Why Carbs are Necessary for Your Health

Why Carbs are Necessary for Your Health

Read any health and fitness magazine, website or blog and I am sure you’ll have seen an article pertaining to either carbohydrates or fat. Both have been thoroughly demonised in the media over the years but sadly it’s carbs that are taking the hit right now. Fat, on the other hand, has been welcomed back with open arms. At iRaw we love fat, well just the good kind. But that’s for another post. Today, we’re calling attention back to carbs. By the end of this post we hope to convince you why carbs are necessary for your health! Read on….

Why carbs are necessary for your health

It’s been quite the rollercoaster. We had a lot of love for carbohydrates until diets like Atkins, Paleo, Dukan and Keto hit the scene. We also had a lot of research surface about the dangers of going low fat. Then we learned about sugar and things like Glycemic Index. Then we just got confused; in the flurry of upping our fat, we also decided that somewhere in there all carbs should now be avoided like the plague. The problem is we kind of got the message a bit wrong. There is actually a lot of research on the benefits of carbohydrates for both health and weight loss/maintenance. So good news, bread and pasta wont make you gain! There is a ‘but’ to note which we hope to explain in the next few points.

The basic idea – just like fat, the quality and type matters.

Quality Control

Study after study shows that the quality of your food matters. Not only that, it’s kind of common sense. Cutting out sugar, refined grains and processed foods and while upping your fruit, vegetables and consumption of whole food carbs results in better health and weight loss. A lot of carbohydrates on the market are highly processed. Sure we have whole foods like grains, beans, legumes, fruits and vegetables but then we also have everything else: bread, pasta, sandwiches, pre-made meals etc. Sadly, the consumer tends to lean on the ‘easy to cook’ and/or addictive ‘sugary’ options.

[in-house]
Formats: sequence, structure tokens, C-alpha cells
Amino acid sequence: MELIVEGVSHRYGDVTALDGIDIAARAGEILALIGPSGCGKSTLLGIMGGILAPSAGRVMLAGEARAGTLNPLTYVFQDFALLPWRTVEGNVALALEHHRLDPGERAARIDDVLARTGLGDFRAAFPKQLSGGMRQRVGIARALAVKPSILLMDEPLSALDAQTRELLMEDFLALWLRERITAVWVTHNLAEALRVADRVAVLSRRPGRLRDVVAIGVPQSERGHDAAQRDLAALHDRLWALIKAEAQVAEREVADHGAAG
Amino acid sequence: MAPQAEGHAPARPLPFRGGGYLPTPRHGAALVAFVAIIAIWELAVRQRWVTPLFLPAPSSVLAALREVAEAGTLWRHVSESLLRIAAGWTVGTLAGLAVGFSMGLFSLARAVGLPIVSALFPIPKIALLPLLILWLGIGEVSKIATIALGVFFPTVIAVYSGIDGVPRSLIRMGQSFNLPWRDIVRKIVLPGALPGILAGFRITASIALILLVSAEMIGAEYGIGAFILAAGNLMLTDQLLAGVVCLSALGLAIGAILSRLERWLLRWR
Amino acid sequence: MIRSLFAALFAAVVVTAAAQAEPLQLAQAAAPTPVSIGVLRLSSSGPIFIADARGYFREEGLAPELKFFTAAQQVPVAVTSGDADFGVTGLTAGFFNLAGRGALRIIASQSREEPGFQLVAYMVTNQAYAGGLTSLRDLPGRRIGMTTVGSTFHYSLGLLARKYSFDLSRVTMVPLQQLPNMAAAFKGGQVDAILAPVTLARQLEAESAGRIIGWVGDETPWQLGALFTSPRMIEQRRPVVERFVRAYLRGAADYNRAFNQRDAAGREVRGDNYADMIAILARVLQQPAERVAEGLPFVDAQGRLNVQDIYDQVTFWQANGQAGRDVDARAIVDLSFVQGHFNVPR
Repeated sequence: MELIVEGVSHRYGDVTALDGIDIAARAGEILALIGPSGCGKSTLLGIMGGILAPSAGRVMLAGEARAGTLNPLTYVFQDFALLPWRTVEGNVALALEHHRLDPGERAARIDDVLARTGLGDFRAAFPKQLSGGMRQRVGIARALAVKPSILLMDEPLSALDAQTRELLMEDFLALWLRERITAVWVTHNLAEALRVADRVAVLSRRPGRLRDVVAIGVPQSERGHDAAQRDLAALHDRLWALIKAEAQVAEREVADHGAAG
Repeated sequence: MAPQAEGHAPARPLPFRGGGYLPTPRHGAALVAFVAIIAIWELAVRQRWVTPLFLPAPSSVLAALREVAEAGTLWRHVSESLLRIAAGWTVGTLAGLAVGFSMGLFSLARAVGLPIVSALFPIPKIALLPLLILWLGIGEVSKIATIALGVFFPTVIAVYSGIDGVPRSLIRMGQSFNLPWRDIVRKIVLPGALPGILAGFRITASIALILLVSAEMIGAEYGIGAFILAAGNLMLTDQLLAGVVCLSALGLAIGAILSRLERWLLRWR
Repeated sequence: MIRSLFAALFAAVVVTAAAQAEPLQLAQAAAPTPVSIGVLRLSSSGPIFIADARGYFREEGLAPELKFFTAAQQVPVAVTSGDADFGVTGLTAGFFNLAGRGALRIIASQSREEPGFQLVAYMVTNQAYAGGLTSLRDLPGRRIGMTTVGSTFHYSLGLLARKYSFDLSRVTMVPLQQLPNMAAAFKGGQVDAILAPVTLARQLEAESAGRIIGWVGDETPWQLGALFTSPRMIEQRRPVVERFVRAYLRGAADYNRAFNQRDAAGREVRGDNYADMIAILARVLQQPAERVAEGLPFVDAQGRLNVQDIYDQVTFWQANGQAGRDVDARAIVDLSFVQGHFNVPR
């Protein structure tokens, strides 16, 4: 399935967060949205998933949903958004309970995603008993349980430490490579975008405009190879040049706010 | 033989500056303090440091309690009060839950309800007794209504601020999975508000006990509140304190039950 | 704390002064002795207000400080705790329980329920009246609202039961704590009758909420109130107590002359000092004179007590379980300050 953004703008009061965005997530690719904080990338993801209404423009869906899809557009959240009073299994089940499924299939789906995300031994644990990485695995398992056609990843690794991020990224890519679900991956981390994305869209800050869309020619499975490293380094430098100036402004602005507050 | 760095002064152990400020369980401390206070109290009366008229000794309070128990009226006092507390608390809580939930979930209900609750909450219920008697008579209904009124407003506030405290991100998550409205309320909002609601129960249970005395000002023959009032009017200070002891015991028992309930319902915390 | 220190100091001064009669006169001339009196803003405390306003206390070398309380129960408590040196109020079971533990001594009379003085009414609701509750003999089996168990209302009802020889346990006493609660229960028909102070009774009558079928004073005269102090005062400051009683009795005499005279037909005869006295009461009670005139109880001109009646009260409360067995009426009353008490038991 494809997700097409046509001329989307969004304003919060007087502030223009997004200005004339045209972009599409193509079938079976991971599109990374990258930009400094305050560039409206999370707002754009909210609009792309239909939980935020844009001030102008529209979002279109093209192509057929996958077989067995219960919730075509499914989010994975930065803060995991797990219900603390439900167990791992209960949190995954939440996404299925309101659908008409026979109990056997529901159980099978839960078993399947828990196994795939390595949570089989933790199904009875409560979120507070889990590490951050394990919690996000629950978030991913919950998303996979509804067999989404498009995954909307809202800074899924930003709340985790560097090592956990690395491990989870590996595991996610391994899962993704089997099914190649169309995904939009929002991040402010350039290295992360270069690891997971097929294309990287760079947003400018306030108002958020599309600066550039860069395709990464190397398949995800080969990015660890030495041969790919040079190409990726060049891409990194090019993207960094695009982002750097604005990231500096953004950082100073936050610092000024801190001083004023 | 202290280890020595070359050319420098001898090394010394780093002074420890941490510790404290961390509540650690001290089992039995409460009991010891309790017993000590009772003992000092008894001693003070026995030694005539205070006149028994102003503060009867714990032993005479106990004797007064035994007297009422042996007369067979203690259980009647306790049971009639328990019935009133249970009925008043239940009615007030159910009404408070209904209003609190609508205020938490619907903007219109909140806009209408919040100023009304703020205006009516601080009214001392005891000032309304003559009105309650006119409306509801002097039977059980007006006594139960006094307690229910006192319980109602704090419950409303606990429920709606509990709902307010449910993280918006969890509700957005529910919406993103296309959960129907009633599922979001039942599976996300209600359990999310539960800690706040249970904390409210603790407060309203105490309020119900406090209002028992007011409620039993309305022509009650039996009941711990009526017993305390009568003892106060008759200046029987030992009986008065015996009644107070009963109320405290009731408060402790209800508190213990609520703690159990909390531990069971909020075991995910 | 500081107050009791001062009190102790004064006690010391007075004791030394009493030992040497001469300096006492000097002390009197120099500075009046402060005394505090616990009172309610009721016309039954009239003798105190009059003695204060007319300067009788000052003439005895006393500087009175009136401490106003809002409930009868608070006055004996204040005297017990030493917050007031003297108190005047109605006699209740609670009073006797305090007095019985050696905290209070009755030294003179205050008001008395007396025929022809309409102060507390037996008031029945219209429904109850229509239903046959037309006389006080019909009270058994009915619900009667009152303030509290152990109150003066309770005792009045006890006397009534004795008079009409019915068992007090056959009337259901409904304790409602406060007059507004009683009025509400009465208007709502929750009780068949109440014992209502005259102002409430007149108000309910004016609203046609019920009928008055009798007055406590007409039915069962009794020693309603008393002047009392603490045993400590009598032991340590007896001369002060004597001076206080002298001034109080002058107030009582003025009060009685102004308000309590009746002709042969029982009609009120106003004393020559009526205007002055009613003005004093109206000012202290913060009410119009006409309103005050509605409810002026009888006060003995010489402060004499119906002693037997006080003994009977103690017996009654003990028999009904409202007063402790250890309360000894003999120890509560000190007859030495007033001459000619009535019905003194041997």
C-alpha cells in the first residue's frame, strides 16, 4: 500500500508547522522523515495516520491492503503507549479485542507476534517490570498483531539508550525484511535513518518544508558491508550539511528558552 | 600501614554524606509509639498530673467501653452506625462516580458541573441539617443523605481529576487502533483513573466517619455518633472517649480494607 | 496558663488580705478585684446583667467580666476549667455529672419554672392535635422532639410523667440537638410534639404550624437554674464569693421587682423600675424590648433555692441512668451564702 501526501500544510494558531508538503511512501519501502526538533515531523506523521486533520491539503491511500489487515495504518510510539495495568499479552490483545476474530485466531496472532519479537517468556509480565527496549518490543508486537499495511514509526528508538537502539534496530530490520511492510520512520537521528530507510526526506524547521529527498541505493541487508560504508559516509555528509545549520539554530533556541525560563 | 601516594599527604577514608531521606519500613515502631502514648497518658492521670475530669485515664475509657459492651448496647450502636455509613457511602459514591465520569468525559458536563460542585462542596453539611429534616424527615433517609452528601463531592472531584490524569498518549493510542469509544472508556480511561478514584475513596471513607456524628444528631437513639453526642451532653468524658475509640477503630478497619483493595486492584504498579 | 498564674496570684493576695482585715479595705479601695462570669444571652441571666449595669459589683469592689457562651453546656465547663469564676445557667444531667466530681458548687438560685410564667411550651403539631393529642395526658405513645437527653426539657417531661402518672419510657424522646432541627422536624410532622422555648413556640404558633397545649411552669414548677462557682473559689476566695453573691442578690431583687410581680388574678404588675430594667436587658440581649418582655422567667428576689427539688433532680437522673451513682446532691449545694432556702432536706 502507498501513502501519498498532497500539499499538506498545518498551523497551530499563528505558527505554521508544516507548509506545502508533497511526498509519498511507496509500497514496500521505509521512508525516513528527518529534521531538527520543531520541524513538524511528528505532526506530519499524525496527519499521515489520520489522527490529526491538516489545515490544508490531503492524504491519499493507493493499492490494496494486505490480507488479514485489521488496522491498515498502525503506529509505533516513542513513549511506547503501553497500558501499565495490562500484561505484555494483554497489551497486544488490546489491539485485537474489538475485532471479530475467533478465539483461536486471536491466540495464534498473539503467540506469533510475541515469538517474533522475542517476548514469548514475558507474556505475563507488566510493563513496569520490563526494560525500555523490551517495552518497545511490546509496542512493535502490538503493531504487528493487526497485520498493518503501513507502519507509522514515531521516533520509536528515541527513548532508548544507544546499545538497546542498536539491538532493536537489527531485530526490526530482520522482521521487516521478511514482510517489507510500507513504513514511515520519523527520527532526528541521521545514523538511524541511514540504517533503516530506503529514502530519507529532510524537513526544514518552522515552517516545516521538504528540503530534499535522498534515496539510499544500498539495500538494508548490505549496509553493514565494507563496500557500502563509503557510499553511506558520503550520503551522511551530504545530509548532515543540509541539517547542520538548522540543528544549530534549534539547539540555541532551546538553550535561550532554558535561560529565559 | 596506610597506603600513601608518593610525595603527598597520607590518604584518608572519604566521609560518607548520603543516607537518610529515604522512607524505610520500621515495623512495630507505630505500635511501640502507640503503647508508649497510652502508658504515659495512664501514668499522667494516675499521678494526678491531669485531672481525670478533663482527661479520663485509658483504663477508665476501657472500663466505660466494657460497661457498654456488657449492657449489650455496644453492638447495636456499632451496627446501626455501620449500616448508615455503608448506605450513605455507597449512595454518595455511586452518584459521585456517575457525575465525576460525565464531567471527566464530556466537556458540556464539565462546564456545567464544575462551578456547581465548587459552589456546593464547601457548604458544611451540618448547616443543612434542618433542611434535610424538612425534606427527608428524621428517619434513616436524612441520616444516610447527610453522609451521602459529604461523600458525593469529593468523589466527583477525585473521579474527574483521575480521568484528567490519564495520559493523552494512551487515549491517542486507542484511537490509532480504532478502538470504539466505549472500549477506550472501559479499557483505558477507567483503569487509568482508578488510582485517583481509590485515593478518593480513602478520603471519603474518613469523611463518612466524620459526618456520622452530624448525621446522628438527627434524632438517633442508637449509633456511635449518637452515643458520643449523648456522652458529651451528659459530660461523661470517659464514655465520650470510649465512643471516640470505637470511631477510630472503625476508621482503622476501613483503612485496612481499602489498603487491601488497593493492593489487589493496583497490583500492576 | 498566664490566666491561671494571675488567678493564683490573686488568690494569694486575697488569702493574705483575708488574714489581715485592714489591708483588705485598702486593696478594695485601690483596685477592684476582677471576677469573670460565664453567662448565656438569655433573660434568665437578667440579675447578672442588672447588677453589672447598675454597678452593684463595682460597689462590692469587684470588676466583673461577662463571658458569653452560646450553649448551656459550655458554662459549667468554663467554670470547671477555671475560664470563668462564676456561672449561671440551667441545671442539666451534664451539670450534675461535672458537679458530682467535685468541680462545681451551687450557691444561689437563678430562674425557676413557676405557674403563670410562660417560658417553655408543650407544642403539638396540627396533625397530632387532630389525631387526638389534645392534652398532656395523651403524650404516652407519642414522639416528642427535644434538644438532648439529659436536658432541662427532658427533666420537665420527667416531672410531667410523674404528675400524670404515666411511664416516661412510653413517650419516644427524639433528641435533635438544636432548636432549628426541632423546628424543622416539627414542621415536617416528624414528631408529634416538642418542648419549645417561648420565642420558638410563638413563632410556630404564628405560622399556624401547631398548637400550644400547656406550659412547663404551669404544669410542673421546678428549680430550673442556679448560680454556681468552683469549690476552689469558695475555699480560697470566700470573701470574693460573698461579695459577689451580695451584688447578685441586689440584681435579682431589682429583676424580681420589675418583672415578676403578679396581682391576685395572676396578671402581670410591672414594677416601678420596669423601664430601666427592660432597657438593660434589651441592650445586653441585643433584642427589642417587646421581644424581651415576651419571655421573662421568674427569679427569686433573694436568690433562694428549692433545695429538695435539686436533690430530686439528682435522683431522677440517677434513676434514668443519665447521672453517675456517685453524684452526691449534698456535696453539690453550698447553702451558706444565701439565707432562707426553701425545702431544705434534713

Poor quality food that has a lot of chemicals, additives, preservatives and general crap can be very inflammatory to the body. Not only that, but the only sure test for gluten sensitivity or intolerance is to cut out the food in question. And most of the diets that go low carb do just that, they make you eliminate inflammatory foods! So the weight loss that comes a lot of the time is water weight or inflammation that has been present for a long time.

Fibre for the Gut

Carbohydrates contain fibre which is crucial for good gut health and function. Roughage, bulk, bran – whatever you want to call it. You might have noticed by the product marketing but fibre is high up on the radar right now because a lot of us are not eating enough. We focus so much on counting calories or macros, we’ve forgotten to focus on the micro nutrition and other important components that the rest just gets left behind.

The estimate is that we only get about 18g on average of fibre per day (females should aim for minimum 30g and males 45g per day). There’s two types of fibre: soluble and insoluble. Soluble fibre (beans, pulses, fruit, veg) dissolves into liquid form and gets carried into the body while the latter (whole grains) increases the bulk and softness of waste you pass.

Benefits of fibre include bone health, bowel health and lowered cholesterol. Adding fibre to your diet is also well researched for weight loss. It breaks down at a slower rate, feeds your gut bacteria, adds roughage and keeps blood sugar stead.

Carbs for Fuel

Your body has access to two forms of fuel to make energy: carbs and fat. Carbs are the preferred source because they can be converted fast. The problem is that you can only store about 500g of carbs at any one time in the liver and muscle. On the other hand, fat is a little harder to release but when you do, it lasts a long time in a very steady format. Plus, at any one time you have around 30,000 kcals of body fat on your body available for energy.